While some head off to college to pursue liberal arts, others will go the tech route into computer programming schools. A career in computer programming can mean many things. From the financial advantages of a lucrative career, a computer programming degree provides professionals with plenty of other opportunities. Some say with a computer programming degree, you'll never have to worry about your job outlook because computer programming professionals are always in demand. Find out what it takes to get there.
The Hardware of a Career
A career in computer programming can entail various things. While most computer programming degree holders get jobs doing just that, there's so much more to the career. For starters, a computer programmer is in charge of imputing sequenced instructions in order to direct a computer to do an assigned task or action. In order to achieve this, computer programmers must write, test, and maintain programs that computers must follow in order to perform specific functions. A knowledge of computer networking is important as many programmers will work for companies that have multiple workstations and systems in place. Problem solving is also a key ingredient for someone with a career in computer programming. A computer programmer must develop system solutions using appropriate methodologies and techniques. Those with a computer programming degree with knowledge in computer hardware and computer networking should have a firm grasp of this upon graduation.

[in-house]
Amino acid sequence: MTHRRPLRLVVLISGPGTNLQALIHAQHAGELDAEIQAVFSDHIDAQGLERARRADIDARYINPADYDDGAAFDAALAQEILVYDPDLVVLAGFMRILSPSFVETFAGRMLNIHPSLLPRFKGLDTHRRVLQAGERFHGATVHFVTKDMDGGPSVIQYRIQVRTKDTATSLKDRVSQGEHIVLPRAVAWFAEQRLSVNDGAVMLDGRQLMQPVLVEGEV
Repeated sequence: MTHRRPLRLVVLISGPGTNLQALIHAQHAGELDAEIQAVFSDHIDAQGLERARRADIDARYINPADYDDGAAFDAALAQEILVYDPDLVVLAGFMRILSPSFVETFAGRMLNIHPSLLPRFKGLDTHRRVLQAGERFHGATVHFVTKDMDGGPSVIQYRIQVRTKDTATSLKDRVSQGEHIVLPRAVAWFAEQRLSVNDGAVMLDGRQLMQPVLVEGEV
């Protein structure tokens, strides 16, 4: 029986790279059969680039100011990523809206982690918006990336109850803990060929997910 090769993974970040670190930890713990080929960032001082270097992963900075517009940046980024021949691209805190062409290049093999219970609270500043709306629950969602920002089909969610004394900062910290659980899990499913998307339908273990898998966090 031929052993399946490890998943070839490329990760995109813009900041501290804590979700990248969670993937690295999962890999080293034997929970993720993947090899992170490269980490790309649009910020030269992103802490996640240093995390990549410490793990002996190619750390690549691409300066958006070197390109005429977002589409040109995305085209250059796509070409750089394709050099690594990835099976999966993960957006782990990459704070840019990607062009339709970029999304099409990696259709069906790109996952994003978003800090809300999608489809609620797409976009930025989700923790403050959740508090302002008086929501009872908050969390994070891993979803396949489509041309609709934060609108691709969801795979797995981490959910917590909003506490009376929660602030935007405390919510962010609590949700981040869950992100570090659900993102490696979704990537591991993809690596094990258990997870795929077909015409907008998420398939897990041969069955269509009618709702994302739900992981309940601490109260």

The Ins and Outs of a Computer Programming Degree
So what will you learn as a computer programming student? Since computer programmers have to review, analyze, and modify programming systems, he or she must learn the tricks of encoding, testing, debugging, and documenting programs. Although this might sound complicated, a seasoned computer programmer -- one with a computer programming degree and experience -- has this down to a science. Until then an associate's computer programming degree in a related area or higher, combined with up to three years of experience in the field will get you there.
A career in computer programming takes more than just the technical mumbo-jumbo. Common concepts, practices, and procedures within a specific field is also beneficial to a computer programmer. Once you're ready and able (and can land a job), you can expect to earn around $50,979. That's the median expected salary for an entry level computer programmer in the United States according to the Basic Salary Report, an estimate based on broad national data reported by human resource departments of tens of thousands of employers.
Now that you know what it takes and what you can earn, you can take the first step to computer programming success. Begin by going for an associate or bachelor's computer programming degree. A degree in computer science is generally what's required for employment at more prestigious technology companies. Keep in mind science, mathematics, and engineering also provide the kind of base knowledge employers look for (beyond computer programming courses). And don't forget about specific programming language -- employers typically want computer programming professionals to be certified and/or familiar with those they use.
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Ysolt Usigan is a frequent contributor to The CollegeBound Network. Learn more about finding a school or career that's right for you!